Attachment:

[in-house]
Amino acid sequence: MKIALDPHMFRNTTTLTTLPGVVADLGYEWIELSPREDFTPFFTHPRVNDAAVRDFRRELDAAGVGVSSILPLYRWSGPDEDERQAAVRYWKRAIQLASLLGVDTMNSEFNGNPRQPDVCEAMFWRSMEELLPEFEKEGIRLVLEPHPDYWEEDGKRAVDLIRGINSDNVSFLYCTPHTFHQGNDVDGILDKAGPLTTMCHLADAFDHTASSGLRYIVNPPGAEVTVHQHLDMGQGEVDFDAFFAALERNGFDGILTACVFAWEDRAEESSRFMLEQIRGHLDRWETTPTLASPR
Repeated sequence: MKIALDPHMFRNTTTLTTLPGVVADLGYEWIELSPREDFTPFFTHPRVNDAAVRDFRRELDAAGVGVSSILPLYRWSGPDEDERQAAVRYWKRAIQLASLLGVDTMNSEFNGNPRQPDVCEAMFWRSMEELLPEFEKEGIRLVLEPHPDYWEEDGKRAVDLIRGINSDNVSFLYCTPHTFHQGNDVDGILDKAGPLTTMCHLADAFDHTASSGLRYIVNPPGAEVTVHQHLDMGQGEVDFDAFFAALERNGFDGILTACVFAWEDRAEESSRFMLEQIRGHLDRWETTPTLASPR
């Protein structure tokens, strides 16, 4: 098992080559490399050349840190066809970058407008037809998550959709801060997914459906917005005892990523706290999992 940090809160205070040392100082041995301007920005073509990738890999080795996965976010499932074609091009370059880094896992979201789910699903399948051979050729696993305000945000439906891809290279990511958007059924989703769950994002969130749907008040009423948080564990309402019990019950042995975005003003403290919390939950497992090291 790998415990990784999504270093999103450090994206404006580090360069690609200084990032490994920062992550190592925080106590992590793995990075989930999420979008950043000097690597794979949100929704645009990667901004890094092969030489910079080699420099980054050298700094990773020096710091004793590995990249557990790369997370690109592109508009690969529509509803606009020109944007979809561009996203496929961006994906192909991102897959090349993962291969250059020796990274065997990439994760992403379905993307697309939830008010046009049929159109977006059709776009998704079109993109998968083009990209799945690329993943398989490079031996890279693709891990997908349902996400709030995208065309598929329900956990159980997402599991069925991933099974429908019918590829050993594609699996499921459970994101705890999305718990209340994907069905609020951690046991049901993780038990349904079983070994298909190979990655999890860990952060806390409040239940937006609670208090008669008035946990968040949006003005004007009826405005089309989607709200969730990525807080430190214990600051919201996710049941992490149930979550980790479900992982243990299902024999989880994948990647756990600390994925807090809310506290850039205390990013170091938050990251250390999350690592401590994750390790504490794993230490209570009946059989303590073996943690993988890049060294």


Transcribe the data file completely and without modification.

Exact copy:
[in-house]
Amino acid sequence: MKIALDPHMFRNTTTLTTLPGVVADLGYEWIELSPREDFTPFFTHPRVNDAAVRDFRRELDAAGVGVSSILPLYRWSGPDEDERQAAVRYWKRAIQLASLLGVDTMNSEFNGNPRQPDVCEAMFWRSMEELLPEFEKEGIRLVLEPHPDYWEEDGKRAVDLIRGINSDNVSFLYCTPHTFHQGNDVDGILDKAGPLTTMCHLADAFDHTASSGLRYIVNPPGAEVTVHQHLDMGQGEVDFDAFFAALERNGFDGILTACVFAWEDRAEESSRFMLEQIRGHLDRWETTPTLASPR
Repeated sequence: MKIALDPHMFRNTTTLTTLPGVVADLGYEWIELSPREDFTPFFTHPRVNDAAVRDFRRELDAAGVGVSSILPLYRWSGPDEDERQAAVRYWKRAIQLASLLGVDTMNSEFNGNPRQPDVCEAMFWRSMEELLPEFEKEGIRLVLEPHPDYWEEDGKRAVDLIRGINSDNVSFLYCTPHTFHQGNDVDGILDKAGPLTTMCHLADAFDHTASSGLRYIVNPPGAEVTVHQHLDMGQGEVDFDAFFAALERNGFDGILTACVFAWEDRAEESSRFMLEQIRGHLDRWETTPTLASPR
């Protein structure tokens, strides 16, 4: 098992080559490399050349840190066809970058407008037809998550959709801060997914459906917005005892990523706290999992 940090809160205070040392100082041995301007920005073509990738890999080795996965976010499932074609091009370059880094896992979201789910699903399948051979050729696993305000945000439906891809290279990511958007059924989703769950994002969130749907008040009423948080564990309402019990019950042995975005003003403290919390939950497992090291 790998415990990784999504270093999103450090994206404006580090360069690609200084990032490994920062992550190592925080106590992590793995990075989930999420979008950043000097690597794979949100929704645009990667901004890094092969030489910079080699420099980054050298700094990773020096710091004793590995990249557990790369997370690109592109508009690969529509509803606009020109944007979809561009996203496929961006994906192909991102897959090349993962291969250059020796990274065997990439994760992403379905993307697309939830008010046009049929159109977006059709776009998704079109993109998968083009990209799945690329993943398989490079031996890279693709891990997908349902996400709030995208065309598929329900956990159980997402599991069925991933099974429908019918590829050993594609699996499921459970994101705890999305718990209340994907069905609020951690046991049901993780038990349904079983070994298909190979990655999890860990952060806390409040239940937006609670208090008669008035946990968040949006003005004007009826405005089309989607709200969730990525807080430190214990600051919201996710049941992490149930979550980790479900992982243990299902024999989880994948990647756990600390994925807090809310506290850039205390990013170091938050990251250390999350690592401590994750390790504490794993230490209570009946059989303590073996943690993988890049060294």